Throw another contentious issue on the pile that already includes maximum contract lengths and the length of a new CBA between the NHL and NHLPA.
Yahoo!’s Nick Cotsonikas reports that owners were incensed Wednesday after the union became fixated on pensions. According to the NHL, it was yet another example of the players’ priorities acting as a “moving target.”
Now, to be fair, it sounds like there was good reason for the players to turn their attention to the matter of pensions – yesterday, the owners tied it to the “make-whole” provision the two sides have been fighting over.
From the CBC’s Elliotte Friedman:
With “make-whole,” there were reports last night (one of them mine) that the NHL upped its offer from $211 million to $300 million. That’s closer to the NHLPA’s last known request of $393 million. But later, there was a catch — that $50 million of it would be for pension funding. That’s a tricky one and sure to annoy the players.
Due to differing pension laws in the United States and Canada, players based in the U.S. can receive approximately $20,000 more per year in tax-free contributions from their clubs. It’s a nice little selling point for the American squads because if you play north of the 49th, you lose a good chunk of that difference to taxes. Not every player is a multi-millionaire, so that future protection really means something.
Big picture, this is the same argument the two sides have been having with regards to “honoring” current contracts that will be affected when the players’ share of hockey-related revenue is cut from 57 percent to 50. The NHL wants to make up the difference later, the players want it sooner. They’ve inched closer this week, but they’re not there yet.
The low penalty minutes and high point totals are in, and thus we have the 2016 NHL Awards’ three finalists for the Lady Byng Trophy: Aleksander Barkov, Loui Eriksson and Anze Kopitar.
OK, the actual definition for the award is that it goes “to the player adjudged to have exhibited the best type of sportsmanship and gentlemanly conduct combined with a high standard of playing ability.”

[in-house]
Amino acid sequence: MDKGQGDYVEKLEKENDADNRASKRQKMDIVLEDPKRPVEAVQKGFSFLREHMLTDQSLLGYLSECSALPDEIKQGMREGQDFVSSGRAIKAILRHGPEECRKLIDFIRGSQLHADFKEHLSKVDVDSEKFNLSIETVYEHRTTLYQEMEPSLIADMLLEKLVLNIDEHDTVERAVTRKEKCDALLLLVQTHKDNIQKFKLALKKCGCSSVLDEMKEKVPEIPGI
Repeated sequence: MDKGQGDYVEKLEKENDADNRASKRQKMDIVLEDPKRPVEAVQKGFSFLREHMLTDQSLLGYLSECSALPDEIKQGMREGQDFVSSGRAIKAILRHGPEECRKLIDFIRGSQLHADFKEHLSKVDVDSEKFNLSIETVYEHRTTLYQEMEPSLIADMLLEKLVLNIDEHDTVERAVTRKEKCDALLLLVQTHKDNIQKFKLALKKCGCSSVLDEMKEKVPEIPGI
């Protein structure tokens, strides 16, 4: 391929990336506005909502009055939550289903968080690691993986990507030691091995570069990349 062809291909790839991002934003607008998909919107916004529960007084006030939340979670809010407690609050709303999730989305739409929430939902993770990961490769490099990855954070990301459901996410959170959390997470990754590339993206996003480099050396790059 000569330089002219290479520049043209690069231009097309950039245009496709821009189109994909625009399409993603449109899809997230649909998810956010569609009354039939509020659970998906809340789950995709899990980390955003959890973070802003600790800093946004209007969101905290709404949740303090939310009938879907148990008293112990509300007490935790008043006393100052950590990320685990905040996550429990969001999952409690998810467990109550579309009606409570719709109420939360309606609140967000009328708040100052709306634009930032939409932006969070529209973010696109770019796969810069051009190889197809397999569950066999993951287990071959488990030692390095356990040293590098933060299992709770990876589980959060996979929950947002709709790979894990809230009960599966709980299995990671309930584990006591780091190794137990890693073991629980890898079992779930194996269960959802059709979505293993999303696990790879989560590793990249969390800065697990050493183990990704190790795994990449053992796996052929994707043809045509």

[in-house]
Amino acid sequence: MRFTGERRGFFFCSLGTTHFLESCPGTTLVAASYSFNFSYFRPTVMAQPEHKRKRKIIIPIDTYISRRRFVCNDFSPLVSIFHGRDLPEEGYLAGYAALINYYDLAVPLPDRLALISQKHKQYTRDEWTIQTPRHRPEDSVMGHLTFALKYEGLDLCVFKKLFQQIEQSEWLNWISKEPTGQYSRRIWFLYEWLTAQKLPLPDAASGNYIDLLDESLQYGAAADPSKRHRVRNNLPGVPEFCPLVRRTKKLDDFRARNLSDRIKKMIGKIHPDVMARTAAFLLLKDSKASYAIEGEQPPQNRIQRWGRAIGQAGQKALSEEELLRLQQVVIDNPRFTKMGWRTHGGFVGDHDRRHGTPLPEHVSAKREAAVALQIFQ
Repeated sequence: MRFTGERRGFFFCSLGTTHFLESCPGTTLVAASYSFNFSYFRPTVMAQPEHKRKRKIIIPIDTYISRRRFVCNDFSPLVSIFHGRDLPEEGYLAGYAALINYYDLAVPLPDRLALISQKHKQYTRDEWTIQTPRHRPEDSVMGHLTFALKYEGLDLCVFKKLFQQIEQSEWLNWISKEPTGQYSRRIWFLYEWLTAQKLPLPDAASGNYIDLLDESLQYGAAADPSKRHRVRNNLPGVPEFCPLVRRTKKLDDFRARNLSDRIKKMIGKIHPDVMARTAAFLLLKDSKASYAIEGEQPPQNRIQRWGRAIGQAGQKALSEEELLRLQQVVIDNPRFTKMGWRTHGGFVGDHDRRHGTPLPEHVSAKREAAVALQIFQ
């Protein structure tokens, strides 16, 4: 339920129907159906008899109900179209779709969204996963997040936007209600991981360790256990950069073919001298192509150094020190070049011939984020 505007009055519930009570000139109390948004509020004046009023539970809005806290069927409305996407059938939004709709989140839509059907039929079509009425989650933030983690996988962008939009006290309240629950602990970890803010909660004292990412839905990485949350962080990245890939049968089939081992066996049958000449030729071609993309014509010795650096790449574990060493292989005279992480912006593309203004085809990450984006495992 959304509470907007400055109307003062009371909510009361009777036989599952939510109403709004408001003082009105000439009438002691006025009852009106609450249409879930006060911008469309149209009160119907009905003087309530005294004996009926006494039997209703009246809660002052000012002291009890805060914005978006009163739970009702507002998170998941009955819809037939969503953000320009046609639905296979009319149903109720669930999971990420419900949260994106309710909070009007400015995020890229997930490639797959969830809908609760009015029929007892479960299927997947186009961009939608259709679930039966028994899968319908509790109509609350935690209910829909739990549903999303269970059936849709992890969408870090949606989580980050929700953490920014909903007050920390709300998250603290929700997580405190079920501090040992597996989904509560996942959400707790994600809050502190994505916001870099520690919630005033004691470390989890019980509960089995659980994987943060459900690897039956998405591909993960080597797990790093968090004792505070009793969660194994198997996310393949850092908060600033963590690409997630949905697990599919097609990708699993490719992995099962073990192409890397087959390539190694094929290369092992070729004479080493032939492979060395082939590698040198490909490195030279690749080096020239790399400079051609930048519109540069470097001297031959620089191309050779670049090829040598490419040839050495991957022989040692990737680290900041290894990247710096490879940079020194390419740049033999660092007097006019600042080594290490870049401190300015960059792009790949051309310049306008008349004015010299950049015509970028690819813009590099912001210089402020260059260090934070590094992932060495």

Same difference, eh?
Barkov really made a breakthrough this season with the Florida Panthers, scoring 59 points versus just eight penalty minutes. He only has 34 PIM in 191 career regular season contests.
You can see Eriksson and Kopitar representing their respective countries in this post’s main image. Eriksson enjoyed his best (and maybe last?) season with the Boston Bruins while Kopitar hopes to win the 2016 Selke as the Los Angeles Kings’ defensively adept – yet apparently courteous – forward.
It’s unclear who wins this “fight,” but one would assume it wouldn’t be a dirty one.
The Stanley Cup playoffs continue with two games on Saturday. You can catch tonight’s games via the NBC Sports Group’s television and digital platforms.
Can Sidney Crosby and the Penguins even things up against Alex Ovechkin and the Washington Capitals? Will the Lightning avoid dropping both games at home against the Islanders? We’ll find out on NBC.
NY Islanders at Tampa Bay (3:00 p.m. ET)
The TV broadcast of Game 2 will be on NBC. To stream the game using the NBC Sports Live Extra app, click here.
Pittsburgh at Washington (8:00 p.m. ET)
The TV broadcast of Game 2 will also be on NBC. To stream the game using the NBC Sports Live Extra app, click here.
Some reading to get you pumped up:
– The Penguins are keeping chatty Marc-Andre Fleury from speaking to the media(reportedly).
– Tom Wilson received a fine, not a suspension, for that knee-to-knee hit.
– T.J. Oshie was the difference-maker for Washington in Game 1.
– Don’t expect Steven Stamkos to face red-hot John Tavares anytime soon (or at all, maybe).
– Read about the Isles’ Game 1 win
It shouldn’t come as much of a surprise that Patrick Eaves won’t be able to play for the Dallas Stars against the St. Louis Blues in their upcoming Game 2.
The last time we saw Eaves, he was leaving the ice by gliding on one foot after being hit by a teammate’s shot. He needed help to the locker room and was seen on crutches according to Mike Heika of the Dallas Morning News.
The bad news is that Eaves cannot go. The good news is that the Stars can replace him with a player who boasts considerable offensive skill, as Valeri Nichushkin will take Eaves’ place.
Nichushkin wasn’t very effective in five postseason games so far, failing to score a point and only managed three shots on goal.
Still, if the frenetic pace of Game 1 carries on through this series, Nichushkin could very well make an impact.
Update: the Stars have other options at forward after making recalls:
Both the Pittsburgh Penguins and Washington Capitals might look a little different in Game 2 on Saturday after that blistering Game 1.
As the team down 1-0, it’s not too surprising that the Penguins boast the more significant lineup questions, although they lean toward health concerns rather than performance tweaks.
Conor Sheary was able to return during Game 1 after Tom Wilson‘s controversial knee-to-knee hit, and he appears to be in for tonight’s contest as well. Chris Kunitz isn’t quite a guarantee, as he’s currently labeled a game-time decision.
For what it’s worth, Kunitz himself believes he’ll be in. Whether he plays on Saturday or not, it sounds like Kunitz is taking extra safety measures going forward.
The Penguins stayed vague with Marc-Andre Fleury, merely claiming that he’s making “progress.”
Generally speaking, Matt Murray has been playing well for the Penguins. Of course, the scrutiny will rise if Pittsburgh loses Game 2 on Saturday.
The Capitals are also considering a tweak. CSN Mid-Atlantic reports that Barry Trotz is pondering replacing Dmitry Orlov with Taylor Chorney.
“They told me to be prepared as if I’m going to be playing,” Chorney said. “We’ll just see how it goes.”
As you may notice, Chorney isn’t the only one in wait-and-see mode heading into Game 2, which you can watch on NBC.